ISI MStat PSB 2009 Problem 1 | Nilpotent Matrices

This is a very simple sample problem from ISI MStat PSB 2009 Problem 1. It is based on basic properties of Nilpotent Matrices and Skew-symmetric Matrices. Try it !

Problem- ISI MStat PSB 2009 Problem 1


(a) Let \(A\) be an \(n \times n\) matrix such that \((I+A)^4=O\) where \(I\) denotes the identity matrix. Show that \(A\) is non-singular.

(b) Give an example of a non-zero \(2 \times 2\) real matrix \(A\) such that \( \vec{x'}A \vec{x}=0\) for all real vectors \(\vec{x}\).

Prerequisites


Nilpotent Matrix

Eigenvalues

Skew-symmetric Matrix

Solution :

The first part of the problem is quite easy,

It is given that for a \(n \times n\) matrix \(A\), we have \((I+A)^4=O\), so, \(I+A\) is a nilpotet matrix, right !

And we know that all the eigenvalues of a nilpotent matrix are \(0\). Hence all the eigenvalues of \(I+A\) are 0.

Now let \(\lambda_1, \lambda_2,......,\lambda_k\) be the eigenvalues of the matrix \(A\). So, the eigenvalues of the nilpotent matrix \(I+A\) are of form \(1+\lambda_k\) where, \(k=1,2.....,n\). Now since, \(1+\lambda_k=0\) which implies \(\lambda_k=-1\), for \(k=1,2,...,n\).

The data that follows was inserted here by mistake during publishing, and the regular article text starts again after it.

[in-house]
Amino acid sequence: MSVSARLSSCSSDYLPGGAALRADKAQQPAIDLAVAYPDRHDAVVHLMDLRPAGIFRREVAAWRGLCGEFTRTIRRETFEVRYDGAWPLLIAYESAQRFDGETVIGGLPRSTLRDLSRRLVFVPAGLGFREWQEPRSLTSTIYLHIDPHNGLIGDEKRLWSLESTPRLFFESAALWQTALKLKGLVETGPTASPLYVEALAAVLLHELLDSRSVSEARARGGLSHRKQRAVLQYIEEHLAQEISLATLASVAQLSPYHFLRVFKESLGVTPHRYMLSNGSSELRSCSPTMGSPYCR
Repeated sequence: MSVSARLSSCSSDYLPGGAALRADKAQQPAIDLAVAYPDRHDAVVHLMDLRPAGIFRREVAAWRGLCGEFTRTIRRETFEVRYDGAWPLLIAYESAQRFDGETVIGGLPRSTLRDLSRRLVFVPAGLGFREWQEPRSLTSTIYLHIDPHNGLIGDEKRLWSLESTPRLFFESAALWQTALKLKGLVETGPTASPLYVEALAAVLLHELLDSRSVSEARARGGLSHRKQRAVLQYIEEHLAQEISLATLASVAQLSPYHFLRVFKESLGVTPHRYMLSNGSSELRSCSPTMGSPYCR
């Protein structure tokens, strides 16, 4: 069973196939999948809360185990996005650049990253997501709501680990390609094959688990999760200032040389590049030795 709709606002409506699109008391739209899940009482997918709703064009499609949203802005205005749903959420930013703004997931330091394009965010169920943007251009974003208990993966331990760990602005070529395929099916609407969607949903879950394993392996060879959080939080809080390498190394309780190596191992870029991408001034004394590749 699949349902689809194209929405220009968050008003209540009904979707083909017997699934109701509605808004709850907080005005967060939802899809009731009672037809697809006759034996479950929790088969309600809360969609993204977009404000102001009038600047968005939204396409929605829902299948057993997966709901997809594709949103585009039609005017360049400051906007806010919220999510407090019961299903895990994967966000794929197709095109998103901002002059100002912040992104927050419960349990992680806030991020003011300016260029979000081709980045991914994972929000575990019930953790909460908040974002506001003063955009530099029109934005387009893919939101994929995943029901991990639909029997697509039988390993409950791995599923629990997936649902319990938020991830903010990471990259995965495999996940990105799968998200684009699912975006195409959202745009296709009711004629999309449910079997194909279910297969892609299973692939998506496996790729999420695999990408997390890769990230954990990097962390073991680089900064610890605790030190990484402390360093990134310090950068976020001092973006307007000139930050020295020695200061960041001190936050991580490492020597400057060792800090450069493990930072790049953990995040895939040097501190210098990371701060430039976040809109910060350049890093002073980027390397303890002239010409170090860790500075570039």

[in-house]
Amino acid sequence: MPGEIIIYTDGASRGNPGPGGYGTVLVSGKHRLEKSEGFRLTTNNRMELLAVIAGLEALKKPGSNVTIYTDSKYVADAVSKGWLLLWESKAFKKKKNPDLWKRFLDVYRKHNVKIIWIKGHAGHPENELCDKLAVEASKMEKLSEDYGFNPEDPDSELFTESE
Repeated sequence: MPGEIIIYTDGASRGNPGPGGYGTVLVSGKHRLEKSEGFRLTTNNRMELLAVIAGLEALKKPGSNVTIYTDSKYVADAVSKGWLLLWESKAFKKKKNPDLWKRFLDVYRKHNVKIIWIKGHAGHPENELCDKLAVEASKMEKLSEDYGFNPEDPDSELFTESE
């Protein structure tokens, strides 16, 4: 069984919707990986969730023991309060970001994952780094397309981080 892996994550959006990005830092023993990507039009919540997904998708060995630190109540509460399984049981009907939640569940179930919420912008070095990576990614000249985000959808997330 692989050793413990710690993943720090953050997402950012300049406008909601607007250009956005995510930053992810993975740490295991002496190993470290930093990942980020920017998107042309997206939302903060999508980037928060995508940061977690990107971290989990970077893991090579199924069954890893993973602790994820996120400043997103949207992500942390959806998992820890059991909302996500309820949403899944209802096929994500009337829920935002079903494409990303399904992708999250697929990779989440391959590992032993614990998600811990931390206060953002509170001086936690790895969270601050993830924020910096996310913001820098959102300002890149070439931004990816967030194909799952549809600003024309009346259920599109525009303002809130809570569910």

Since all the eigenvalues of \(A\) are non-zero, infact \(|A|=(-1)^n \). Hence our required propositon.

(b) Now this one is quite interesting,

If for any \(2\times 2\) matrix, the Quadratic form of that matrix with respect to a vector \(\vec{x}=(x_1,x_2)^T\) is of form,

\(a{x_1}^2+ bx_1x_2+cx_2x_1+d{x_2}^2\) where \(a,b,c\) and \(d\) are the elements of the matrix. Now if we equate that with \(0\), what condition should it impose on \(a, b, c\) and \(d\) !! I leave it as an exercise for you to complete it. Also Try to generalize it you will end up with a nice result.


Food For Thought

Now, extending the first part of the question, \(A\) is invertible right !! So, can you prove that we can always get two vectors from \(\mathbb{R}^n\), say \(\vec{x}\) and \(\vec{y}\), such that the necessary and sufficient condition for the invertiblity of the matrix \(A+\vec{x}\vec{y'}\) is " \(\vec{y'} A^{-1} \vec{x}\) must be different from \(1\)" !!